- Pirate movies. If you download the right ones. Because there's plenty out there that won't be any good.
  - VideoCD. I assume the CPU power is enough for at least MPEG-1... And, of course, most VideoCDs are pirate CDs.

Great, getting off on the right foot, are we?

x86 might be a shitty architecture, but damn, there's a lot of software written for it and it's certainly not going to be much fuss to get that running. I call simplicity a good thing. You call it bad because you're the programmer. That's cool, as you wish. Plenty of us out there don't mind paying someone else for the work.

Re:MPEG2 (0)

Anonymous Coward | about 2 years ago | (#39845475)

The Blu-ray spec does support MPEG-2 but was to facilitate the transition from DVD. I don't know any recent Blu-ray titles that still use MPEG-2.

I don't know about the other satellite providers but DirecTV stopped broadcasting HD in MPEG-2 in 2010. All their new hardware is MPEG-4.

For all other legacy MPEG-2 applications their is software decoding.

Re:MPEG2 (2)

DrXym (126579) | about 2 years ago | (#39845343)

Second, and this is a serious question, who uses MPEG2 anymore? The only thing I've seen it on recently is DVDs, and they're low enough bitrate to handle in software -- all HD sources I've seen lately use some flavor of MPEG4 or VC-1. Is this a US-only issue?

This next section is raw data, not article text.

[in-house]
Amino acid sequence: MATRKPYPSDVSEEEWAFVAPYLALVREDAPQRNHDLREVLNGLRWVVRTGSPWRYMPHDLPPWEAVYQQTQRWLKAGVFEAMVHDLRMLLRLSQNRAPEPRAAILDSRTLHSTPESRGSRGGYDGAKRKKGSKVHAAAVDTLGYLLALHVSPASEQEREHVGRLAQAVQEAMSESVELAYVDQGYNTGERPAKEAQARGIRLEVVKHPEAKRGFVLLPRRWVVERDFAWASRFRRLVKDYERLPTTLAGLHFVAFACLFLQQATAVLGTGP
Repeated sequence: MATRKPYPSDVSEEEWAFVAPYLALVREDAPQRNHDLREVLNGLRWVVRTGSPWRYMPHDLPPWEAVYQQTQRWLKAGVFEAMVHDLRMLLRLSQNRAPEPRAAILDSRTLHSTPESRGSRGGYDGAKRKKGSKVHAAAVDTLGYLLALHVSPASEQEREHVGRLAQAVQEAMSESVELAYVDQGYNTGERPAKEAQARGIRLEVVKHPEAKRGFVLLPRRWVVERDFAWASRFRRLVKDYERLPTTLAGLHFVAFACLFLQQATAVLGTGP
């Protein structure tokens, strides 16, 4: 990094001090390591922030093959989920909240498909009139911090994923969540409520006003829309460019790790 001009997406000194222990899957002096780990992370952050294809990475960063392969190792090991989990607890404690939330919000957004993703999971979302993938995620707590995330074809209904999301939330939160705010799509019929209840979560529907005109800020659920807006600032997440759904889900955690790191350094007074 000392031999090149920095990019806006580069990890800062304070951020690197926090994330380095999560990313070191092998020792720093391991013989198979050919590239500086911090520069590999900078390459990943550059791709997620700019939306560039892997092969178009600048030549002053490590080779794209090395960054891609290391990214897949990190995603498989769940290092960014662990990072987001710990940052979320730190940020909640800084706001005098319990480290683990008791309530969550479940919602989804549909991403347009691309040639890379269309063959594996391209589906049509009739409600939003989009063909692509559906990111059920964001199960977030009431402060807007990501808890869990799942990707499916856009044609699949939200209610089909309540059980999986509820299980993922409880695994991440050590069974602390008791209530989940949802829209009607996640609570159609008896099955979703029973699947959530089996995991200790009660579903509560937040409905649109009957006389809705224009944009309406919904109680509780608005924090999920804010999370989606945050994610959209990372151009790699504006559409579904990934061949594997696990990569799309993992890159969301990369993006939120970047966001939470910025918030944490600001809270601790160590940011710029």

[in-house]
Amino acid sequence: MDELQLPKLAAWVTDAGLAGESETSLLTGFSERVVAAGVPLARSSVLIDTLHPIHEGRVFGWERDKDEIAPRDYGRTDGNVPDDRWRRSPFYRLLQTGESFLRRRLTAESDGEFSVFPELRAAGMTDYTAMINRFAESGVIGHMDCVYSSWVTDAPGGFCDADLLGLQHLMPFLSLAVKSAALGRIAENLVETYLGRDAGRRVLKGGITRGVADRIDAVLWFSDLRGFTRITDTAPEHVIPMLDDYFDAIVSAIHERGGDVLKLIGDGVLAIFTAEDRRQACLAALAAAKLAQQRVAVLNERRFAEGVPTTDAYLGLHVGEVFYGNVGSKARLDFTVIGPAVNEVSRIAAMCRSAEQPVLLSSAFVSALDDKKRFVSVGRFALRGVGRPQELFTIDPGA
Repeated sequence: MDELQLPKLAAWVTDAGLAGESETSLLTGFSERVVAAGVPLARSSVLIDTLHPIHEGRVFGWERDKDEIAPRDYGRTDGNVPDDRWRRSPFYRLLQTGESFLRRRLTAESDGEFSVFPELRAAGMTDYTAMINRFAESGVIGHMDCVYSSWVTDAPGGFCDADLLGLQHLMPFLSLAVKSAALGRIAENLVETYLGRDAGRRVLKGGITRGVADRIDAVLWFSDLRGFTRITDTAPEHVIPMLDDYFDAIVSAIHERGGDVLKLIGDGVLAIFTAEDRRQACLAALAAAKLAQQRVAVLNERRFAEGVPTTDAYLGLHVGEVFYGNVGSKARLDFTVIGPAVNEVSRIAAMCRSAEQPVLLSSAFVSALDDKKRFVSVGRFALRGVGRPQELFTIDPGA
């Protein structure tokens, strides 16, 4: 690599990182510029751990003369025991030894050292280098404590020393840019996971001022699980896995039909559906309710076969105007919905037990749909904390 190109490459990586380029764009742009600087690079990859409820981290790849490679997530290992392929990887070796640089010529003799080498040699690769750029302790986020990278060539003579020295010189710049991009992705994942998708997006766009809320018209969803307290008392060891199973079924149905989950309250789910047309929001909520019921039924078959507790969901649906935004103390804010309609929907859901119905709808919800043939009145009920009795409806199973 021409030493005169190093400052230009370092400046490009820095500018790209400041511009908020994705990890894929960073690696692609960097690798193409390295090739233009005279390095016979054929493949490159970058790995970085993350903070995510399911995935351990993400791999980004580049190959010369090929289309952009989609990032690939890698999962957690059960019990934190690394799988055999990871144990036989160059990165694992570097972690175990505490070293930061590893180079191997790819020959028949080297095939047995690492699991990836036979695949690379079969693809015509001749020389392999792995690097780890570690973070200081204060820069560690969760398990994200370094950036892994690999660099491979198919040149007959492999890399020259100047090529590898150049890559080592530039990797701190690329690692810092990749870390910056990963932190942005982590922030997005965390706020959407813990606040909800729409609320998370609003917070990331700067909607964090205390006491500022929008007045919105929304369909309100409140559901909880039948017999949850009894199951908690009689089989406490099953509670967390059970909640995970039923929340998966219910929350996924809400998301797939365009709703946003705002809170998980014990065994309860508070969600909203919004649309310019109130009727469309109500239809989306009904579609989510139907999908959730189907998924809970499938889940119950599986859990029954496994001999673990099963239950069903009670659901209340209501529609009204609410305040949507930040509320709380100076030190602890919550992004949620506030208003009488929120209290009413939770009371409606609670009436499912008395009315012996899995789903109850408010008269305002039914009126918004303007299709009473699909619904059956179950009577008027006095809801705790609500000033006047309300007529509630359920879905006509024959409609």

Many countries still do for broadcast TV, especially SD content. e.g. the UK uses MPEG-2 for its DVB-T SD transmissions. I'm sure it would love to switch to AVC and DVB-T2 but that would instantly obsolete any TV or set top box using the existing format and cause an uproar It means for the moment at least that MPEG-2 is still a necessity. It's also likely that MPEG-LA structures their licences such that there is no reason NOT to include support.

Re:MPEG2 (0)

Anonymous Coward | about 2 years ago | (#39845495)

Have you *tried* software decoding a SD MPEG2 stream (DVD, DVB) on something as dinky as the Pis 700MHz ARM11?
Hint: even on a 1GHz Cortex-A8 it's hairy.

Re:MPEG2 (1)